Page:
This would be a good case for using a guitar tuner to check the tension of belts and be able to compare them to other folks belt tension.
If you measured with a 500mm distance between bridges and got say a key of C and the frequency for that key and I checked my machine at the same distance and got a higher or lower number I could adjust accordingly.
I am starting to think that Mikael has his belt way to tight.
Guitar tuners can be installed on your phone as an app. Check App Store if you have iPhone. Search for “guitar tuner”.
I´m using a 3mm engraving Vbit and measuring from 0 to 135mm on my calipers or 0 to 800 on my steel ruler. OR the second method I´m using is making profile cut squares with my 3mm flat endmill, and then dividing the 2 measurments and multiplying with the current steps i have the machine set to. Both methods give me perfect squares at the calibrated distance every time. You would think that the machine would be calibrated at that point but i guess thats not the case somehow.
I will go out to the workshop in an hour and start adjusting the belts from super loose to tight and calibrate the machine each time and see how it effects the accuracy on different distances.
Thanks for all the answers lets get to the bottom of this, and help a few ppl with the same problem in the process.
As I noted above, you’re starting too early on cutting out shapes.
Drill holes first, then measure the drilled holes from center-to-center (or same edge to same edge). Use those measurements to calibrate steps/mm,
Then cut shapes or slots to calibrate for endmill diameter/runout only.
If you must cut out shapes to calibrate for steps, then you’ll need to use higher math to determine what the effective endmill diameter/runout is at the same time as you determine your actual movement.
Please see: http://www.shapeoko.com/wiki/index.php/Calibration_and_Squaring_the_Machine
Mill multiple sizes and graph the results as actual/expected. Linear regression will reveal that there is a constant error (cut size not exactly equal to nominal cutter diameter) and a proportional error…
I have now managed to get the y axis working as it should, i get all distances down to 0,1mm and thats good enough for me. I Loosened the belts alot and it seemd to help.
But the x axis is still the problem, no matter what tightness on the belts and v wheels i cant get it to be accurate at both 35mm and 135mm (size of my calipers). And if i calibrate it to 700mm the error on short distances are even bigger.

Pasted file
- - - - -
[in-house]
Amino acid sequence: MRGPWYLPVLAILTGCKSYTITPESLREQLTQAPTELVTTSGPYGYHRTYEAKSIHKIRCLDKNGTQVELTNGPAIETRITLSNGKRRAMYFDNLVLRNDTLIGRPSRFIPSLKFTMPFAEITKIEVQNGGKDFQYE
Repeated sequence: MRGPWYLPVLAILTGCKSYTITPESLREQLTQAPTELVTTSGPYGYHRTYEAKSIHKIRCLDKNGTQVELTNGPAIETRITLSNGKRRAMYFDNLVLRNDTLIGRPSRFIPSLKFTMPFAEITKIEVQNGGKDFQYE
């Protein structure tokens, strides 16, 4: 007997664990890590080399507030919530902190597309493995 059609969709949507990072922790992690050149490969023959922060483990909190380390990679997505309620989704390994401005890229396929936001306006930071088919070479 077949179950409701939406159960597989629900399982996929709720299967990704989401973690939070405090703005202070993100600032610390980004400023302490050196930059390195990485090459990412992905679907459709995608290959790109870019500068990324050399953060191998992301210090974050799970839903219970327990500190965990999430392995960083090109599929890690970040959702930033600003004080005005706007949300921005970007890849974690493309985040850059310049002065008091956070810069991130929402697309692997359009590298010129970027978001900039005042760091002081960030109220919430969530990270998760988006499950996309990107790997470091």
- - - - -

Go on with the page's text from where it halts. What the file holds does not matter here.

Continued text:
So basicly if i calibrate the x axis by drilling holes 135mm apart and adjusting the steps acordingly so that at 135mm of movement i get exactly 135mm betweene the holes (same edge to same edge) the 35mm holes are closer to each other by 0,5mm and 150mm holes are 0,5mm further apart then they should be after calibration. So i can only get the x axis accurate at the distance i calibrate it for it seems like its not even linear if thats the word for it.
I´m just confused how i can get the y axis to be dead on, but not even close on the x axis.
I´m starting to think either the x axis stepper is broken in some way, or that i have to tweak some other setting than the steps for the x axis.
And also changing to power for the x axis motor on the arduino doesnt make any difference. The next step might be to swap the z and x motors around, but i would rather not since its kinda alot of work if there is a easyer solution I´m missing.
I’m inclined to agree w/ DavidSohlstrom that you’ve got a bad belt. Replace it.
My suggestion would be to go ahead and upgrade to 9mm wide belts — they seem to be a much greater improvement than the 150% increase in (already overspec) tensile strength would indicate. They look better too.
(oops dubble post)
And also, the x axis is way smoother than the y axis thats accurate when you push it by hand, so its not binding up either. Its rly smooth now after i loosend up the belt and the v wheels, you can push it with one finger from side to side.
Usually the Y-axis binding is caused by uneven belt tension.